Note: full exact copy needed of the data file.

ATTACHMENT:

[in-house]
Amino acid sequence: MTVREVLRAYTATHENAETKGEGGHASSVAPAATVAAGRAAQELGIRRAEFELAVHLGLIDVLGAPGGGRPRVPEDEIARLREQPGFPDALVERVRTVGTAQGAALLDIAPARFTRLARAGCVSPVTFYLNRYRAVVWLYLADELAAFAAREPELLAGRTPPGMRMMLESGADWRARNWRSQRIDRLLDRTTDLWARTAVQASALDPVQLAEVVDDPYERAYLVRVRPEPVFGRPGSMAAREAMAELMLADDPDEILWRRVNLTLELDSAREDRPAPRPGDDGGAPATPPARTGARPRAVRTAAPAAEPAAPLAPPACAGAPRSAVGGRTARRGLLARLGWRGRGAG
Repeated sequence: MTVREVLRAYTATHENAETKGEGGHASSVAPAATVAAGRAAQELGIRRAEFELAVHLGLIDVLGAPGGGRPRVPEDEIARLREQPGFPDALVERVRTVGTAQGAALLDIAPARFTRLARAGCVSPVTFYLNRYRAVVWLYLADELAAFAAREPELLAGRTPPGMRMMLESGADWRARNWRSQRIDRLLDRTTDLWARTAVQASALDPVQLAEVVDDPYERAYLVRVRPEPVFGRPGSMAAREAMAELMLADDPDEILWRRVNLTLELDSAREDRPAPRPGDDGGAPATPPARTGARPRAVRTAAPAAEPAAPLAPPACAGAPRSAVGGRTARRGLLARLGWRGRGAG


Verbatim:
[in-house]
Amino acid sequence: MTVREVLRAYTATHENAETKGEGGHASSVAPAATVAAGRAAQELGIRRAEFELAVHLGLIDVLGAPGGGRPRVPEDEIARLREQPGFPDALVERVRTVGTAQGAALLDIAPARFTRLARAGCVSPVTFYLNRYRAVVWLYLADELAAFAAREPELLAGRTPPGMRMMLESGADWRARNWRSQRIDRLLDRTTDLWARTAVQASALDPVQLAEVVDDPYERAYLVRVRPEPVFGRPGSMAAREAMAELMLADDPDEILWRRVNLTLELDSAREDRPAPRPGDDGGAPATPPARTGARPRAVRTAAPAAEPAAPLAPPACAGAPRSAVGGRTARRGLLARLGWRGRGAG
Repeated sequence: MTVREVLRAYTATHENAETKGEGGHASSVAPAATVAAGRAAQELGIRRAEFELAVHLGLIDVLGAPGGGRPRVPEDEIARLREQPGFPDALVERVRTVGTAQGAALLDIAPARFTRLARAGCVSPVTFYLNRYRAVVWLYLADELAAFAAREPELLAGRTPPGMRMMLESGADWRARNWRSQRIDRLLDRTTDLWARTAVQASALDPVQLAEVVDDPYERAYLVRVRPEPVFGRPGSMAAREAMAELMLADDPDEILWRRVNLTLELDSAREDRPAPRPGDDGGAPATPPARTGARPRAVRTAAPAAEPAAPLAPPACAGAPRSAVGGRTARRGLLARLGWRGRGAG